Our hyperconnected, hypercompetitive global economy requires that developed countries move as rapidly as possible to creative and services work rather than manufacturing and agricultural work, with an emphasis on higher-level thinking skills rather than low-level fact and procedure regurgitation. All of the job growth in this country is in knowledge work sectors. BUT… knowledge work is done with computers these days. You can’t prepare graduates to do real-world knowledge work in a digital landscape by going back to ringbinders and notebook paper. Do you want your students to have jobs? Ignore the comments about ‘spell check’ and ‘old fashioned math’ (which have no basis in actual data or reality) and instead ask whether your students are immersed in cognitively-complex, technology-suffused learning environments that actually prepare them for the demands of knowledge work after high school. As pretty as it is, we must admit to ourselves that cursive writing is not a 21st century skill and neither are many of the other practices that we are trying so desperately to cling to in P-12 education. The biggest barriers to change are our own mindsets of what schooling should look like, which unfortunately are usually based on a past that no longer exists.
It is the job of schools to prepare students to master the dominant information landscape of their time, to be productive workers, and to be successful citizens. All of these require digital fluency, something that is not achieved by a few hours per month in a computer lab. All that said, we also must recognize that change is scary, it’s complex, and it takes time. There’s a learning curve to navigate for students, teachers, parents, and community members. Acknowledge the difficulty of the challenge. Work to make the change as smooth as possible. Learn from mistakes and keep moving forward. Give yourselves time to make the transition. But don’t regress. Don’t give up. Does the district actually believe that NOT using computers is the path to future success for its children? If so, it will be the only one in America that does and it will be dooming its youth to irrelevance. As Abraham Maslow said, “You will either step forward into growth, or you will step backward into safety.” In rapidly-changing information and economic environments, we all need to be future-focused, not nostalgic.
[School board member], you say that putting technology into the hands of all students is ‘not the way to go.’ Which students get to use technology, then? Which students get to be prepared for the world as it is and will be (and which ones don’t)? Which students are you going to intentionally disadvantage by hobbling their college and career readiness by removing technology from their hands?
I’m happy to have a further conversation with you and/or the rest of the board about this. I work with schools, districts, and communities all over the world as they struggle to meet the needs of students and educators regarding technology. All my best.
The same movement that we are seeing toward open educational resources in higher education also is permeating P-12. Many educators have happily tapped into the incredible learning opportunities that are available to them and their students. Our ability to be powerful learners has never been greater.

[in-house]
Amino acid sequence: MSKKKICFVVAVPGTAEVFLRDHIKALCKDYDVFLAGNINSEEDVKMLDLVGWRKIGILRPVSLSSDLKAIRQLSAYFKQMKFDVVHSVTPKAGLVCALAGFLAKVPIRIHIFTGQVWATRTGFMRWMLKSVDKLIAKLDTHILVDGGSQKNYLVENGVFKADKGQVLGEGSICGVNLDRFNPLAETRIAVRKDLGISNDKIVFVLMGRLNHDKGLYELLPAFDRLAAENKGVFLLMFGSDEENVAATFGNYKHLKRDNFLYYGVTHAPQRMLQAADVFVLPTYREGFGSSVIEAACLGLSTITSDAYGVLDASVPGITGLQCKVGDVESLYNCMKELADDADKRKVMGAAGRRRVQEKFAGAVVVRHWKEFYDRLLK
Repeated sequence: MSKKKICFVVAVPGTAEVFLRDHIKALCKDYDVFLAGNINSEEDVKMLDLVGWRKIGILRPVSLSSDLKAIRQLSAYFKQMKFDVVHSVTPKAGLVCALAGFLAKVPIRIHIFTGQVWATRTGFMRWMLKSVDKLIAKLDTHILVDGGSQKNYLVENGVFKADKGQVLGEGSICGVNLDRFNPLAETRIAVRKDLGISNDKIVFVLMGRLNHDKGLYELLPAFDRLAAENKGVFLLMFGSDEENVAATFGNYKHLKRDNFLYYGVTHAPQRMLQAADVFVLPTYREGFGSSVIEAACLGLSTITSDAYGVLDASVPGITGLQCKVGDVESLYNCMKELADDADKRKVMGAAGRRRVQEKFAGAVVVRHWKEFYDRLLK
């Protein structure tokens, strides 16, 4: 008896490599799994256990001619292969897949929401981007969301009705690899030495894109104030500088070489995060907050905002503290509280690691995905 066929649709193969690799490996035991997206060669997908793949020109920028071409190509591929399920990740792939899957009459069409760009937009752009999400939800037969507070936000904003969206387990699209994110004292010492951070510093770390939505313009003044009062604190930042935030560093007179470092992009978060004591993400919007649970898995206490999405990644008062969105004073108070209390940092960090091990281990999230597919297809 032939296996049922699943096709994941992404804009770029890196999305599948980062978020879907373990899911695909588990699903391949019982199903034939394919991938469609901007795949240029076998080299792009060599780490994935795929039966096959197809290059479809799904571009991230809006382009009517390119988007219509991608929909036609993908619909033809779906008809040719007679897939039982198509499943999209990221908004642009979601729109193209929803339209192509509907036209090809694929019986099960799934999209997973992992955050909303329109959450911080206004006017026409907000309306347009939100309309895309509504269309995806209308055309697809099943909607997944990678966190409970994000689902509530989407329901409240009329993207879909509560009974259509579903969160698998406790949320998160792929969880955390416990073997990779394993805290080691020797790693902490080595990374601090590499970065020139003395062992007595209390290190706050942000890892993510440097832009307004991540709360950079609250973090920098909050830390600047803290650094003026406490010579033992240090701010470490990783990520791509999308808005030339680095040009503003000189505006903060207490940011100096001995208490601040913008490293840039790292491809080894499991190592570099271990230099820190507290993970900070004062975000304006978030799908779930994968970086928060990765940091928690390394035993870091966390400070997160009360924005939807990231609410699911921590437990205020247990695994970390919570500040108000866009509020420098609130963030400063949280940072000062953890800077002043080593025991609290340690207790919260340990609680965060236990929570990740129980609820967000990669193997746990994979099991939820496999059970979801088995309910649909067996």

Lost in all of the eagerness around consumption, however, is a concurrent felt need to contribute. Many educators are willing to take and use free resources as they find them, but far fewer create and share resources for the benefit of others. This lack of reciprocity undercuts the ethos of sharing that helped create – and now sustains – the vigor of our new online information landscape.
One of the best things that we can do to improve our local and virtual learning communities is to take seriously our ability and obligations to be contributors to our shared global information commons. We should do this ourselves as educators and we should have our students do this too.
How often do you, your staff, and/or your students contribute something online (with a Creative Commons license) to benefit others? What can you do as a leader to foster an environment of sharing and giving back, not just taking and using?
Drop me a note if you’re a principal or superintendent who is ready to think seriously about this. I’d love to chat with you.
effective implementation cannot be done by making microadjustments to the current system. We cannot, for instance, install project-based learning as a new layer on top of the standard instructional approaches we have. We cannot squeeze real teacher development into three annual inservice days and a monthly faculty meeting. Each of the strategies requires us to rethink and redesign the whole system from the ground up and build it collaboratively.
And all of this has to take place while we continue to teach kids and continue to feel the relentless pressure from outside our walls for unfaltering and ever-increasing improvement. The risk associated with those foundational changes increases every year, and most schools have not been able (or willing) to risk the possibility of the unknown. When given the choice between something that has been at least moderately successful (the status quo) and something with no guarantees for improvement, we choose the safe route.
Here are four very powerful videos from the Digital Media and Learning Research Hub that are guaranteed to make you think hard about learning, teaching, and schooling. You can watch them all in less than half an hour. My quick notes from the videos are included underneath each one…